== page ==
This is an important security release and all users should upgrade as soon as possible. If you have a running Tails, you should be able to use the incremental updater; if your Tails drive was manually created, or you are a new user, head to the download page for more information.

Miscellaneous news

tagnaq warned users of TorBirdy, the torifying extension for the Thunderbird mail client, that a change in Thunderbird 31’s handling of the “reply_header_authorwrote” header means that the word “wrote”, translated into the user’s system language, may be inserted before quoted text when replying to emails, leaking the system language to recipients of replies if not removed. Jacob Appelbaum responded that a new release of TorBirdy addressing this and other issues was imminent.

Arturo Filastò announced the release of ooniprobe 1.1.2, containing “two new report entry keys, test_start_time and test_runtime”, and a fix for a bug that “led to ooniresources not working properly”.

evilaliv3 announced version 3.1.20 of tor2web, an HTTP proxy that enables access to hidden services without a Tor client, for users who do not require strong anonymity. As well as “some networking bugfixing and optimizations”, this release adds a “replace” mode for remotely-fetched blocklists in addition to “merge”, and a feature that allows different hostnames to be mapped to specific hidden services.

Karsten Loesing gave users of Onionoo a “one-month heads-up” that on or after November 15th, a change to the protocol will let the search parameter “accept base64-encoded fingerprints in addition to hex-encoded fingerprints, nicknames, and IP addresses.” These searches will also return relays whose base64-encoded fingerprints are a partial match for the search string. “If you’re fine with that, feel free to ignore this message and do nothing”, but if not, “you’ll have to filter out those relays locally”.

Following updates to the Tor Project’s website, Sebastian Hahn drew attention to a change in the steps necessary to run a website mirror. “Please ask if you run into any trouble, and thanks for providing a mirror!”

Inspired by “the Directory Authorities, the crappy experiment leading up to Black Hat, and the promise that one can recreate the Tor network in the event of some catastrophe”, Tom Ritter sent out a detailed report of issues he encountered while setting up his own Tor network using “full-featured independent tor daemons”, rather than a network simulator like Shadow or Chutney.

Cthulhu asked for assistance in overhauling the GoodBadISP page, which is the starting point for many relay operators around the world. If you have some time to spare, or know some ISPs not yet on the list, it would be greatly appreciated if they could be added to the page. This new effort to reach out to hosting providers could be of great value after years of what Roger Dingledine has described as a “slash and burn” agriculture model of operating Tor nodes.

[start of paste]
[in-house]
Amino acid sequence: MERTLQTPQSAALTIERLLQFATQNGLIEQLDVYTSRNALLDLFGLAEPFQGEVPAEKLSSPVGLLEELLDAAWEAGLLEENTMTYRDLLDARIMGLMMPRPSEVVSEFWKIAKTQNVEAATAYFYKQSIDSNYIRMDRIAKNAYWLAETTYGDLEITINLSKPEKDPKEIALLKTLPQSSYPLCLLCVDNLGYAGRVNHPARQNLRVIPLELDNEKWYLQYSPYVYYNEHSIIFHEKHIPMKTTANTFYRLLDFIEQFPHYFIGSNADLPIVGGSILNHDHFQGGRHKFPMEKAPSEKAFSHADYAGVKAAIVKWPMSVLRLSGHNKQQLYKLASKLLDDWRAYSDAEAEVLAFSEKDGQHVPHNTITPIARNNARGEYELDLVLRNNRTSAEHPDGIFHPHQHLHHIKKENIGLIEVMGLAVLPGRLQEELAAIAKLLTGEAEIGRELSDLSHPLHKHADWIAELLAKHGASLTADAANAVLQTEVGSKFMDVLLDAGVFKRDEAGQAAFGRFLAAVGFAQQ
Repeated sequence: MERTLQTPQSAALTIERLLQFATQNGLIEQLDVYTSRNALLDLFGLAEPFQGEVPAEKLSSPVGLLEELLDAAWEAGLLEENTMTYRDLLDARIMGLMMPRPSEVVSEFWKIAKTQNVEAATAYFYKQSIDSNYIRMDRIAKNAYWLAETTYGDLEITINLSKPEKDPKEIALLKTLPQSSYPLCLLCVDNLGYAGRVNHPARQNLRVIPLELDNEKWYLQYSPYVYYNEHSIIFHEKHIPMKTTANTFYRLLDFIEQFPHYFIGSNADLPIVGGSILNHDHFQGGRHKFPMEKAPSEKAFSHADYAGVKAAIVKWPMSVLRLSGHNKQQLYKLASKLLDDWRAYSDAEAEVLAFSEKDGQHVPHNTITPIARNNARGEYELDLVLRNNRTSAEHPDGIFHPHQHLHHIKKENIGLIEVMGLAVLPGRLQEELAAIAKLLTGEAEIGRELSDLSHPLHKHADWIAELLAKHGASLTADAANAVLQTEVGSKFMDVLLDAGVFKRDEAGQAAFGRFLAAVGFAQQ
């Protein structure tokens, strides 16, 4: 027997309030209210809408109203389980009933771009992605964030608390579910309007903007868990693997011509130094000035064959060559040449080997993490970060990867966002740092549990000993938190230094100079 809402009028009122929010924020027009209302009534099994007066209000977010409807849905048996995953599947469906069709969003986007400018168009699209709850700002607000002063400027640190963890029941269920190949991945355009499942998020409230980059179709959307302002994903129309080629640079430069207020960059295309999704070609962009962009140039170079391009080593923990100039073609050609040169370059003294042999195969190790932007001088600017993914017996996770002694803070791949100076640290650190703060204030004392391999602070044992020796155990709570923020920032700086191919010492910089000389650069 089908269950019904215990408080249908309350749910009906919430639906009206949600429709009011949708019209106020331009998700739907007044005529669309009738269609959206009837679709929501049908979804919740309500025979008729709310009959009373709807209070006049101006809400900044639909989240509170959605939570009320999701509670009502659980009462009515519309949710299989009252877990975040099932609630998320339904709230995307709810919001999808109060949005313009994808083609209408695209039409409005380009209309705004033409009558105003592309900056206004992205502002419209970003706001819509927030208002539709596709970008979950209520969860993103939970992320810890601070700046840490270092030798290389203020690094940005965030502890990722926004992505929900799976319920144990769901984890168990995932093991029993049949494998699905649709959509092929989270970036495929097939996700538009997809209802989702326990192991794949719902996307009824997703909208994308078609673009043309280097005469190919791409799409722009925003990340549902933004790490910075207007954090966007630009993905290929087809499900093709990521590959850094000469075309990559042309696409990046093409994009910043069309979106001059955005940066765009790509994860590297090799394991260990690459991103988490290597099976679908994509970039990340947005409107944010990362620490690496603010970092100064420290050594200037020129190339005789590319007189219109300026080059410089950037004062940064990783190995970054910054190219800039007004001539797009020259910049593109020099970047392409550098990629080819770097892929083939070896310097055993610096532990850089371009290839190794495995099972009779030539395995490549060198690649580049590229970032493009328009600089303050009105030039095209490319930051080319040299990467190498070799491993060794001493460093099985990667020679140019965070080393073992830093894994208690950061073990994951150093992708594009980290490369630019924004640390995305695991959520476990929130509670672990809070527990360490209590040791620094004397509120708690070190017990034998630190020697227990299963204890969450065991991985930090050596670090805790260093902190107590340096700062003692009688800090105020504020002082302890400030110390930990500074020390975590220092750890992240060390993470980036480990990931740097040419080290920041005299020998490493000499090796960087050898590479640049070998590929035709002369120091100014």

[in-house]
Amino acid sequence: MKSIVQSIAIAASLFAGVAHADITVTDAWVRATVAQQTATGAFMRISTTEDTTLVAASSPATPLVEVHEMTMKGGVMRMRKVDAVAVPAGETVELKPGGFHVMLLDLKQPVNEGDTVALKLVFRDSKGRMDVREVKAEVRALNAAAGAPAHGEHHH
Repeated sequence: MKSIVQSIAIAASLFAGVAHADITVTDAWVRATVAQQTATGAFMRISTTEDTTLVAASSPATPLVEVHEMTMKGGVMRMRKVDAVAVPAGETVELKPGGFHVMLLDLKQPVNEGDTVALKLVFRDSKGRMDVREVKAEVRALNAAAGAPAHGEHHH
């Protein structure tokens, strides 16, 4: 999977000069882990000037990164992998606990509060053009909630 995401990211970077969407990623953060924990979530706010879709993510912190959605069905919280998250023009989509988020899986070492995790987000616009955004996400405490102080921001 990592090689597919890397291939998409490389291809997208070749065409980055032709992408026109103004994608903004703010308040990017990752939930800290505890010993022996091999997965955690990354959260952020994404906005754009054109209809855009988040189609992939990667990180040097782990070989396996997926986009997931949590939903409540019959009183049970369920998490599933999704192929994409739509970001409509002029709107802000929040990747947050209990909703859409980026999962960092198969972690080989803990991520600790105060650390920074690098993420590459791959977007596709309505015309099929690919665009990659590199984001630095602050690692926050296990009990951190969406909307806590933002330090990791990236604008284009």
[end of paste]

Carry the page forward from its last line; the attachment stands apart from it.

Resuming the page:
Vladimir Martyanov started a discussion on the question of whether Tor developers should ensure that tor can still be built using compilers that do not support the C99 programming language standard, such as older versions of Microsoft Visual Studio.


This issue of Tor Weekly News has been assembled by Lunar, Cthulhu, Roger Dingledine, Karsten Loesing, and Harmony.

Want to continue reading TWN? Please help us create this newsletter. We still need more volunteers to watch the Tor community and report important news. Please see the project page, write down your name and subscribe to the team mailing list if you want to get involved!

Oct 21, 2014

Tor misused by criminals

Several people contacted The Tor Project recently because some software told them to install the Tor Browser to access a website. There is no affiliation between these criminals and Tor.

What happened here?

The computer is probably infected with what's called ransomware. This is a kind of malicious software which restricts access to the files and demands a ransom. In this case the authors of the ransomware CryptoLocker set up a website which is only reachable by using Tor. That is why people are thinking that the software is somehow related to The Tor Project.

In fact, CryptoLocker is unrelated to The Tor Project. We didn't produce it, and we didn't ask to be included in the criminal infection of any computer. We cannot help you with your infection. However, according to the BBC you may be able to decrypt your files for free. If not, Bleeping Computer can provide more information.

We, the people of Tor, are very sorry to hear, that some individual misused the anonymity granted by our service. The vast majority of our users use Tor in a responsible way. Thank you for your understanding.

Oct 21, 2014

This is a copy of the message Nick Mathewson sent to the tor-talk & tor-relays mailing lists.

Hello, relay operators!

There's one important bugfix in the 0.2.5.9-rc release that relay operators should know about. If you have a version of OpenSSL that came out last week (like 1.0.1j, 1.0.0, ) and if your version of OpenSSL is built with the "no-ssl3" flag, then it's possible to crash your Tor relay remotely if you don't upgrade to 0.2.5.9-rc or to 0.2.4.25 (when that's out).